England fast bowler David Willey said he was confident he had made the right decision to quit international cricket, insisting he didn't want to continue playing only to be left "running the drinks".
Left-arm seamer Willey brought the curtain down Saturday by starring with the ball in England's 93-run win over Pakistan in Kolkata in the team's last group game at the World Cup.
He claimed 3-56, completing 100 wickets in his 73rd ODI, as England bowled out Pakistan for 244 after scoring 337-9.
"I'm very confident in my decision that today was my last game of cricket for England," he said.
"Do I want to go to the Caribbean (for a ODI series in December) and run drinks and not know where I stand and just feel like a third wheel again....being the only one without a contract, probably not so I'm done."
Willey announced his retirement during the World Cup when he was the only player in the 15-man squad not to be offered the security of a central contract.
"I called time with deep regret," added Willey who has also played 43 Twenty20 internationals for England.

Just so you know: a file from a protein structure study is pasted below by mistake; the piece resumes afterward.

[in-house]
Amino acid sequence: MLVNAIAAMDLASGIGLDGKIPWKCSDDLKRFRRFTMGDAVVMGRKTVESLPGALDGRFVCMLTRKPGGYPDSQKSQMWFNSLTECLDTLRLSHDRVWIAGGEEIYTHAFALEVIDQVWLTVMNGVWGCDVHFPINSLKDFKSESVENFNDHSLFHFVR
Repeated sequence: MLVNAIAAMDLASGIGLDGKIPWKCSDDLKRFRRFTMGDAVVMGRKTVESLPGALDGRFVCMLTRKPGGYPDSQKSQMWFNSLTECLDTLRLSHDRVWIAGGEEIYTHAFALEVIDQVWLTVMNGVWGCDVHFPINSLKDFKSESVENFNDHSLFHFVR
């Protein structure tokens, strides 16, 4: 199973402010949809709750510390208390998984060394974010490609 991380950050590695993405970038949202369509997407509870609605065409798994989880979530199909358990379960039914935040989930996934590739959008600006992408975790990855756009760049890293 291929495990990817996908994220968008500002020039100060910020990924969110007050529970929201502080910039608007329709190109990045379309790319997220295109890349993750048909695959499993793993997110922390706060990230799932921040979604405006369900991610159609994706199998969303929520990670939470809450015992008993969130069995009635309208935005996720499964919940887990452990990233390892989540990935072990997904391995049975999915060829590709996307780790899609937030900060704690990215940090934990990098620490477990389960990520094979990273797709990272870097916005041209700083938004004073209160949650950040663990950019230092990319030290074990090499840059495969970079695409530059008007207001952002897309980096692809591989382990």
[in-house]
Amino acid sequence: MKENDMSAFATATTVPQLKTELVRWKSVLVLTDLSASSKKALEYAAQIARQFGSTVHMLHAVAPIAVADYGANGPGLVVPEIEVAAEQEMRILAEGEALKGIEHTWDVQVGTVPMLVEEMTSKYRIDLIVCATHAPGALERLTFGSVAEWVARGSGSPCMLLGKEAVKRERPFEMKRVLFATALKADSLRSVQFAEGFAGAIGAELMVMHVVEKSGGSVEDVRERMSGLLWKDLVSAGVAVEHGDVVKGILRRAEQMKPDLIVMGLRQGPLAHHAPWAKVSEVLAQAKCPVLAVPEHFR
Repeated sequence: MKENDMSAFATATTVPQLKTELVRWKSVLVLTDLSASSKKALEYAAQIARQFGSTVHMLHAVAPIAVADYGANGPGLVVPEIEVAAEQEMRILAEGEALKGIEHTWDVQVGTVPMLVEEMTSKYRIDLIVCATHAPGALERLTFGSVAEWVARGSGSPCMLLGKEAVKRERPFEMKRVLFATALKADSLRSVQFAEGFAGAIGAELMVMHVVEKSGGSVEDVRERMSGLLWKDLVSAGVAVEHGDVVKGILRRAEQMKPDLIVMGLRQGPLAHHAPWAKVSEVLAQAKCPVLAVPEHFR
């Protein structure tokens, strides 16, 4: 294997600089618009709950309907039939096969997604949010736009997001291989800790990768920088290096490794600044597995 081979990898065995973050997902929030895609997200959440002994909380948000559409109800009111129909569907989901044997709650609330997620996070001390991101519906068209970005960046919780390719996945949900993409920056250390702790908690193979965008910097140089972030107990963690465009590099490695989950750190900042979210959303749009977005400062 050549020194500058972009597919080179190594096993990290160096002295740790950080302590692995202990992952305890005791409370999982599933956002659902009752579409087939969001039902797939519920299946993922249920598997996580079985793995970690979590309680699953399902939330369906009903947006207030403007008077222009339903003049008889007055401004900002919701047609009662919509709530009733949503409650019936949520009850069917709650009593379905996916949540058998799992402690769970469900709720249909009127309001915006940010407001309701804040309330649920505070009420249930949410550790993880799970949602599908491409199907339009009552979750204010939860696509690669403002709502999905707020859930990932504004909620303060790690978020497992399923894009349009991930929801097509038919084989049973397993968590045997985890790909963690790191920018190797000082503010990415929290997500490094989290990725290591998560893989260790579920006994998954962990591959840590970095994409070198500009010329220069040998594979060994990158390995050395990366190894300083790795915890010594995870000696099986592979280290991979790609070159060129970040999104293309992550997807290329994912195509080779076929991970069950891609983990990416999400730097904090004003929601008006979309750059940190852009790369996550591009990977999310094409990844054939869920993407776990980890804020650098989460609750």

"I'm 33, as fit as I've ever been. So, one of the reasons that I wasn't offered a contract was them going in a different direction after the World Cup."
Willey is from respected cricket stock. His father Peter played 26 Tests and 26 ODIs for England before moving into umpiring.
"Looking back to being a kid I could only have dreamt of playing as many games of cricket for England, so I'm immensely proud of that," added Willey.
He added: "The timing of my announcement was so I can enjoy my last three games and I've very much done that. On the phone my wife this morning she said go on - just get to 100 wickets, it'd be a nice way to finish."